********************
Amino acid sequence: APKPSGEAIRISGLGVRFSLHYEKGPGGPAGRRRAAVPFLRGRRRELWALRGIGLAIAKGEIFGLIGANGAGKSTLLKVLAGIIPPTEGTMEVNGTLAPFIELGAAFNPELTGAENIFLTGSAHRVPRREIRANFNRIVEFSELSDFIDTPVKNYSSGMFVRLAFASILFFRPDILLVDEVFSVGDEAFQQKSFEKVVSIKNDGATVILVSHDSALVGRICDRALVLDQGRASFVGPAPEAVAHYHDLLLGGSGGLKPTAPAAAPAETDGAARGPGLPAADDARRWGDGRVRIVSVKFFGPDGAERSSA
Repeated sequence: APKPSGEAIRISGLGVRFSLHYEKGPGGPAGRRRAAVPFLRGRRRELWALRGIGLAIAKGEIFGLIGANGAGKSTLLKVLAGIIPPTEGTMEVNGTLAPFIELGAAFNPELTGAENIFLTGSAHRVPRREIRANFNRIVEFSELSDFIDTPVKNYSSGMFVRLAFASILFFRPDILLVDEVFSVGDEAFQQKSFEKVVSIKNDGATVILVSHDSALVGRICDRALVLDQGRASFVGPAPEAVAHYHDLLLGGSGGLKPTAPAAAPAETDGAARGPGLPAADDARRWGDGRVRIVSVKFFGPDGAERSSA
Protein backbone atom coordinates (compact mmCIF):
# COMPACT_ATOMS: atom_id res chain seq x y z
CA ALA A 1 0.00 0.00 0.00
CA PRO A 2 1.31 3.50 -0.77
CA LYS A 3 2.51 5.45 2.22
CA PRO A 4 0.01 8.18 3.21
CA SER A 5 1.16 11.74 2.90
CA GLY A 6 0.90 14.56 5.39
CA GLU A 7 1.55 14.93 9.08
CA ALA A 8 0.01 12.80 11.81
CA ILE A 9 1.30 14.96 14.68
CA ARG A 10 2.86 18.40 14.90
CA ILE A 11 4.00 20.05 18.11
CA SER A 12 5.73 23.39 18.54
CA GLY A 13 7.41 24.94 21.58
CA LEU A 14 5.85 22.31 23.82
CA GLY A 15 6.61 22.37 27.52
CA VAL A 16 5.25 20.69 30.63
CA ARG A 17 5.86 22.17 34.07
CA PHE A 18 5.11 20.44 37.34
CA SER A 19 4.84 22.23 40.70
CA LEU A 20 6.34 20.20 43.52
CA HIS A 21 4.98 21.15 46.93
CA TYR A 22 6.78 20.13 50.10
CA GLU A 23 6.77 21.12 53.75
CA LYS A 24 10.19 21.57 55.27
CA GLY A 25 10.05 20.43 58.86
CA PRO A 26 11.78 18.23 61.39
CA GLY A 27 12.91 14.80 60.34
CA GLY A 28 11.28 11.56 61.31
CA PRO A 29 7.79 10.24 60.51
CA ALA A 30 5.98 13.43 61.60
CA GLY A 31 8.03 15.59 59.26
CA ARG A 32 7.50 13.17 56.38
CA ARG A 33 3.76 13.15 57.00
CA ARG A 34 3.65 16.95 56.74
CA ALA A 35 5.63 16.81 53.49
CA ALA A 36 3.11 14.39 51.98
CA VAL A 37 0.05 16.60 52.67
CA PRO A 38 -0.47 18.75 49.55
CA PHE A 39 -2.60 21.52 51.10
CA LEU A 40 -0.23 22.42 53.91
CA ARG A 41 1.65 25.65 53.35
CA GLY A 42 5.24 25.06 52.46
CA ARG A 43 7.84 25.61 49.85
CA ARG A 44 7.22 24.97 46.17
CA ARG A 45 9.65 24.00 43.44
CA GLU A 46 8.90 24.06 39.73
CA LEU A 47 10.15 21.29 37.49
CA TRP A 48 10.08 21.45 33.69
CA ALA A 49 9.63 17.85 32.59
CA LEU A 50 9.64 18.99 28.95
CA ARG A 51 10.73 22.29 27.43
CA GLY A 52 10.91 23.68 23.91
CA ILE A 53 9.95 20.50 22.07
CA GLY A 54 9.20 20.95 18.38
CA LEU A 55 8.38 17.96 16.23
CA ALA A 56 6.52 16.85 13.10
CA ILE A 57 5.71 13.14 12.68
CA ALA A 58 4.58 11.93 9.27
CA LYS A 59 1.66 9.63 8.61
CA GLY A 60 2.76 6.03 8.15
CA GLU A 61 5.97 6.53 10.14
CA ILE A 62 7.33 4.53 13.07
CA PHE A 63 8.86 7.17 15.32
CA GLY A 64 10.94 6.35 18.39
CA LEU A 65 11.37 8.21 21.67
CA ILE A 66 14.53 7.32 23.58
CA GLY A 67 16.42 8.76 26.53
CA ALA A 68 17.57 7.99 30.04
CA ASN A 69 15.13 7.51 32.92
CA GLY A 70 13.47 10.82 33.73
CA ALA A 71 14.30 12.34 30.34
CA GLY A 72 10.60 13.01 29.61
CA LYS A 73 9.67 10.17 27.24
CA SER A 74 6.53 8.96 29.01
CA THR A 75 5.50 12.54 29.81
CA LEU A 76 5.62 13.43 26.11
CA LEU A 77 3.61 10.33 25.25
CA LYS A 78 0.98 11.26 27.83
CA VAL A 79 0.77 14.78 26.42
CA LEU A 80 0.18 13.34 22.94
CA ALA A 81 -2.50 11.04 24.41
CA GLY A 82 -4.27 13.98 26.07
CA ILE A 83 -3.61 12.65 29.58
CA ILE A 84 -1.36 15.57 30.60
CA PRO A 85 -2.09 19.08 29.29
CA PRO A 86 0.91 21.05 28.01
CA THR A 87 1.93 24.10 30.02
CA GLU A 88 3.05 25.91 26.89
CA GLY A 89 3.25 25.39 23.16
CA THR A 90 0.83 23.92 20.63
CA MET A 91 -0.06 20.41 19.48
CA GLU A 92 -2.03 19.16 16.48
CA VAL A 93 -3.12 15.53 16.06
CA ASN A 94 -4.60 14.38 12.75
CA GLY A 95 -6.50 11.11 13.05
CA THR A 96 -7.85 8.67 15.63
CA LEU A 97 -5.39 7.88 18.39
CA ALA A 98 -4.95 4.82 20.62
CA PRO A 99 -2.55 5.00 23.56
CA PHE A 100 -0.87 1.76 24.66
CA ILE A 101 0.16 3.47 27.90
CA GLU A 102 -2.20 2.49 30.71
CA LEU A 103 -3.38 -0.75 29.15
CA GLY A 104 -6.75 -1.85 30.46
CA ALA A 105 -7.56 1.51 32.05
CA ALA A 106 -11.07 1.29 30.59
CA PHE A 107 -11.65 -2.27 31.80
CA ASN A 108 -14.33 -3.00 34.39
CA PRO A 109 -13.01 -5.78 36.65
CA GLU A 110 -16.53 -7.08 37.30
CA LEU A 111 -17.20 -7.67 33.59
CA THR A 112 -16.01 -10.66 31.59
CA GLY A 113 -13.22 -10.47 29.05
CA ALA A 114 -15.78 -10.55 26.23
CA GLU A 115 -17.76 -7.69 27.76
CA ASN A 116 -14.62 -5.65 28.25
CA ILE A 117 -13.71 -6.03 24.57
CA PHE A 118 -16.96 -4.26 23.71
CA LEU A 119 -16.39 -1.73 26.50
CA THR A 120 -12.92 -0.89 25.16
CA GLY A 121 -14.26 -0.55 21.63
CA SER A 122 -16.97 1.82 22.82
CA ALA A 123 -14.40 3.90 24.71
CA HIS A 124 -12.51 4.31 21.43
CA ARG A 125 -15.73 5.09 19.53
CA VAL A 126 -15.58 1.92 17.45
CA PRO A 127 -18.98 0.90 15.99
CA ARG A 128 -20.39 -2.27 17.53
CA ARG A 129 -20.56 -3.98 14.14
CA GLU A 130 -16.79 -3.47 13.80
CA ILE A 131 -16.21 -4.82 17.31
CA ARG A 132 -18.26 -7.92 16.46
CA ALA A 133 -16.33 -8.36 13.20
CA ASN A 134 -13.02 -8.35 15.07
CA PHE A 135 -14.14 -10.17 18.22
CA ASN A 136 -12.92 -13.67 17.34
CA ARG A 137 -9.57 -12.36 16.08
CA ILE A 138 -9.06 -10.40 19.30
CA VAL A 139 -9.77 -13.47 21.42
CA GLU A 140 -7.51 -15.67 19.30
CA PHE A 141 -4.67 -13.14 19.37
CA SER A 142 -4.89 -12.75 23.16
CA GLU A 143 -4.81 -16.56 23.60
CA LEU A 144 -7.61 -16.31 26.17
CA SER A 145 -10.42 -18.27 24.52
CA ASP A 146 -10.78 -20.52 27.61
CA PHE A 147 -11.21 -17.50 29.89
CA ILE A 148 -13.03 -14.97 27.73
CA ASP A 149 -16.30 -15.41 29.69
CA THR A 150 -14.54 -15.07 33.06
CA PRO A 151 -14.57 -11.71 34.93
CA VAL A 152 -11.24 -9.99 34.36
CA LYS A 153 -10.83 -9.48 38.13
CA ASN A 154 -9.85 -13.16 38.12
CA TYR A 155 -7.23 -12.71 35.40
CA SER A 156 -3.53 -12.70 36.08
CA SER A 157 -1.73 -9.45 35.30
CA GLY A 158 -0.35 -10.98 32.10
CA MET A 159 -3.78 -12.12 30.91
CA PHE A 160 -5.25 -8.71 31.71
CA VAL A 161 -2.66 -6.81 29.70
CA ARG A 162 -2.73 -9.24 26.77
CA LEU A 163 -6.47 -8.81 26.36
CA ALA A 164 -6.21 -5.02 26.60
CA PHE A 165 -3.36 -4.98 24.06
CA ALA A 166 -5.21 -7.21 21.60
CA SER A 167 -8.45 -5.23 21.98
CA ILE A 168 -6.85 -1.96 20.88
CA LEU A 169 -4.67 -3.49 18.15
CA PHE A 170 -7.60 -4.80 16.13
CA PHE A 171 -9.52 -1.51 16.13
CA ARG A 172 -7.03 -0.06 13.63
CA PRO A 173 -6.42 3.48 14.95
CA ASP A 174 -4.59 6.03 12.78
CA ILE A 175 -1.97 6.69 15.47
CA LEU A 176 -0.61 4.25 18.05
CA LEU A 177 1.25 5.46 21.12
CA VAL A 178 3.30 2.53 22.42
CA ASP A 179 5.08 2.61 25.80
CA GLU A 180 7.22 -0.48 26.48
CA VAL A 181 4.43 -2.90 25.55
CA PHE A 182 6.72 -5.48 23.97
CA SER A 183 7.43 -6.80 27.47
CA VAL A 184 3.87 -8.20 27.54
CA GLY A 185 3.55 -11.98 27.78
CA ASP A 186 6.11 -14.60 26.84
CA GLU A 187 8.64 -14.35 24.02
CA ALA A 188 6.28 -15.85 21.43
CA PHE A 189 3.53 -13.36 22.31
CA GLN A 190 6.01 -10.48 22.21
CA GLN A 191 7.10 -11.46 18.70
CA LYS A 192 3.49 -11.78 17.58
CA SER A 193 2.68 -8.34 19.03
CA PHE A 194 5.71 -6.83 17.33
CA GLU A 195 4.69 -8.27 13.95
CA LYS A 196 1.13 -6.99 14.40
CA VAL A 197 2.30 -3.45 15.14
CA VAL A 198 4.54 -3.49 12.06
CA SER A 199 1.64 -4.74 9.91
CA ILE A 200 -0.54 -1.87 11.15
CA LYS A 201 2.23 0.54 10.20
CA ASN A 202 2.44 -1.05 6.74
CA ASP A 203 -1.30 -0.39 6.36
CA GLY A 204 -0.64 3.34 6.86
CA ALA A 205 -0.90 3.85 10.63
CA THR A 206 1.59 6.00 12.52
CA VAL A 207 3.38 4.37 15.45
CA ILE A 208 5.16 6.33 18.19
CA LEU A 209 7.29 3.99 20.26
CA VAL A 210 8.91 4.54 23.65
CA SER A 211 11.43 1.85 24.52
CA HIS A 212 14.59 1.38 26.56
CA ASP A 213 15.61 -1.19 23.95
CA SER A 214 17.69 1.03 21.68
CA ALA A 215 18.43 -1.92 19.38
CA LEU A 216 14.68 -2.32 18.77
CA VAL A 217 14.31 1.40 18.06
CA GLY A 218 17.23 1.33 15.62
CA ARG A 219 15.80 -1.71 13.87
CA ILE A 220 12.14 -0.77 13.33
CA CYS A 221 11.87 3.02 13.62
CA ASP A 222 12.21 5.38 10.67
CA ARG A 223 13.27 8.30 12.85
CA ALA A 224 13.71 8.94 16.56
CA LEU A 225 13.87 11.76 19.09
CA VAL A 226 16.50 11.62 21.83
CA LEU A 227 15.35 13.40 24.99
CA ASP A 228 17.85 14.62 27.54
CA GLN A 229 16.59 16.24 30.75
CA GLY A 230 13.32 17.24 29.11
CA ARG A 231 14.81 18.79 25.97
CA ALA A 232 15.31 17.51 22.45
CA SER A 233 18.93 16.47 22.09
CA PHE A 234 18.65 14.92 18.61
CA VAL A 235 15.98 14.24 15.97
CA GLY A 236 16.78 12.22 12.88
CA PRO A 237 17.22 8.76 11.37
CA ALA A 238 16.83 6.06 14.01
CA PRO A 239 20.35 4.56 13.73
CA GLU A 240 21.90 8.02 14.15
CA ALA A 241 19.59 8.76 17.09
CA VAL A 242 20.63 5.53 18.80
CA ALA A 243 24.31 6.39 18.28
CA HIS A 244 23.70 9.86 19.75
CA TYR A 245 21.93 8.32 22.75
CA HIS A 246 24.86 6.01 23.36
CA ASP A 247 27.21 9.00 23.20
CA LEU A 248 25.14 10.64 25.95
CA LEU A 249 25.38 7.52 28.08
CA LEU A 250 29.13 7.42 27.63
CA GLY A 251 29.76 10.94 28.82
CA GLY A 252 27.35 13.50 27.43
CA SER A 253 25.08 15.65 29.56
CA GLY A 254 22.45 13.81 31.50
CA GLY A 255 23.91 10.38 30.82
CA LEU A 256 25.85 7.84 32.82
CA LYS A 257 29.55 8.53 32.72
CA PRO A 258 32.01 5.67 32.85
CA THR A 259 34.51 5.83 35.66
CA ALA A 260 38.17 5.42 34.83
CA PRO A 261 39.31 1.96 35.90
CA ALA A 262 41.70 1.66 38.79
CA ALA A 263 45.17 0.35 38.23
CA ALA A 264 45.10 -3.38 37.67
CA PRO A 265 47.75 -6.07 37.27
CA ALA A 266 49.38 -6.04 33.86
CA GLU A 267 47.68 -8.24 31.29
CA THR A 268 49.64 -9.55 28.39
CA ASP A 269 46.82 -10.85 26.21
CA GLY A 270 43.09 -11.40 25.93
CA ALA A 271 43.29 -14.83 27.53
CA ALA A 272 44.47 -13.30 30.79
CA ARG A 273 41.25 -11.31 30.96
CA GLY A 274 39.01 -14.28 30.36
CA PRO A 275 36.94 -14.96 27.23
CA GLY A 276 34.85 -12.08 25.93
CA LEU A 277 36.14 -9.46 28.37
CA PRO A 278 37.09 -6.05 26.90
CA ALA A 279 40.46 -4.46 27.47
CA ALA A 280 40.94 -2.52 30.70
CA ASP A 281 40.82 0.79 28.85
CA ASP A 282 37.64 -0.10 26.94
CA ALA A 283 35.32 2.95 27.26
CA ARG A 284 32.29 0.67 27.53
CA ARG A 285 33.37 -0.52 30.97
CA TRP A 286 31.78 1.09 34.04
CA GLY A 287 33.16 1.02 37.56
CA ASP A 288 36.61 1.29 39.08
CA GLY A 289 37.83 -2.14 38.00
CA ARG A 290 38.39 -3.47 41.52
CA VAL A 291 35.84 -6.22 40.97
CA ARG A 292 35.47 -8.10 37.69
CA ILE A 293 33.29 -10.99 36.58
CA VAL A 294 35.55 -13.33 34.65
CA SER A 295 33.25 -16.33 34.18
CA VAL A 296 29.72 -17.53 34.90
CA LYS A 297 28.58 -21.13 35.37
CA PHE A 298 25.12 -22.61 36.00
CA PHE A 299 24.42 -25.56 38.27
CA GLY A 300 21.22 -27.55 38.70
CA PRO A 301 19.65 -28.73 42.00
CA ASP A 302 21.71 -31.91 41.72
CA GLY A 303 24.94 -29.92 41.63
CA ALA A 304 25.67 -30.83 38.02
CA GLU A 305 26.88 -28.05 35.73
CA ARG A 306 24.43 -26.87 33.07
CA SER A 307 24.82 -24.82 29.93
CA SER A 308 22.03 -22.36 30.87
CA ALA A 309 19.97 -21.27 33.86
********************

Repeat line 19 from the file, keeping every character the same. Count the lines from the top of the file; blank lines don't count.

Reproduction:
CA GLY A 15 6.61 22.37 27.52